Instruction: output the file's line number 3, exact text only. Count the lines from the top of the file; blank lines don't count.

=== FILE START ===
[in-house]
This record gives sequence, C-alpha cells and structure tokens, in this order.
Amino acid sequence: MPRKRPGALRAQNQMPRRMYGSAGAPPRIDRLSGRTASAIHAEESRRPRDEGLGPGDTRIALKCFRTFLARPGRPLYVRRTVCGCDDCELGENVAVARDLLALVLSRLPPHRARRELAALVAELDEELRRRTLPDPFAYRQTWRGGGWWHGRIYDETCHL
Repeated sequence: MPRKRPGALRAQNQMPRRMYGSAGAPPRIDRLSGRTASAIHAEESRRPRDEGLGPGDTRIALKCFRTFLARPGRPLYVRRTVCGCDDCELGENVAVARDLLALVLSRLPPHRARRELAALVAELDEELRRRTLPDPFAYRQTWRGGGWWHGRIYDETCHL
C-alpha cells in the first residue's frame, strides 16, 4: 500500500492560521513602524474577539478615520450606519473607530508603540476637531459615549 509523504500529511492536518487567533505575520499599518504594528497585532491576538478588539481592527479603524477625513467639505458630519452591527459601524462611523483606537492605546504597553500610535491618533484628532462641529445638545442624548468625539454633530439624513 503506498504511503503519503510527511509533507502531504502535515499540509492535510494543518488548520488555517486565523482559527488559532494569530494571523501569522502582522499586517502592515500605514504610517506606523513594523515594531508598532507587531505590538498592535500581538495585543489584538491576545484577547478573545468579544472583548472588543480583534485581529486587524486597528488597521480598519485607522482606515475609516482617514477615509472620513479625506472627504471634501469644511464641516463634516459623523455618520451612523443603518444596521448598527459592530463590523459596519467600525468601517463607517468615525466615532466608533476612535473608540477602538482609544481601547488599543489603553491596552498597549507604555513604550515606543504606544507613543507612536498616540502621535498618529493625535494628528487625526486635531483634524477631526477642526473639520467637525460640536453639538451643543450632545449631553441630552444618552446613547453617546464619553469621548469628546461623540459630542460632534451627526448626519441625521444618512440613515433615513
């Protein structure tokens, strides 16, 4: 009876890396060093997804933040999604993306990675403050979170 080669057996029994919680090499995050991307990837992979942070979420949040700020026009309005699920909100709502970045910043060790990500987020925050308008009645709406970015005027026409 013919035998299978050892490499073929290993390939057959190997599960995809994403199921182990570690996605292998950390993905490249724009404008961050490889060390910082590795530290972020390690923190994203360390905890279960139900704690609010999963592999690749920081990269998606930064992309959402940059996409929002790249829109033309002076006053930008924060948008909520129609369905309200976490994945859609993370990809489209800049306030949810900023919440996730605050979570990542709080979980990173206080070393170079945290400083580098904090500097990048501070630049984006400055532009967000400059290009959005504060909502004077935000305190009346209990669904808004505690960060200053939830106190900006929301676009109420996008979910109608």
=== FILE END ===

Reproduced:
Amino acid sequence: MPRKRPGALRAQNQMPRRMYGSAGAPPRIDRLSGRTASAIHAEESRRPRDEGLGPGDTRIALKCFRTFLARPGRPLYVRRTVCGCDDCELGENVAVARDLLALVLSRLPPHRARRELAALVAELDEELRRRTLPDPFAYRQTWRGGGWWHGRIYDETCHL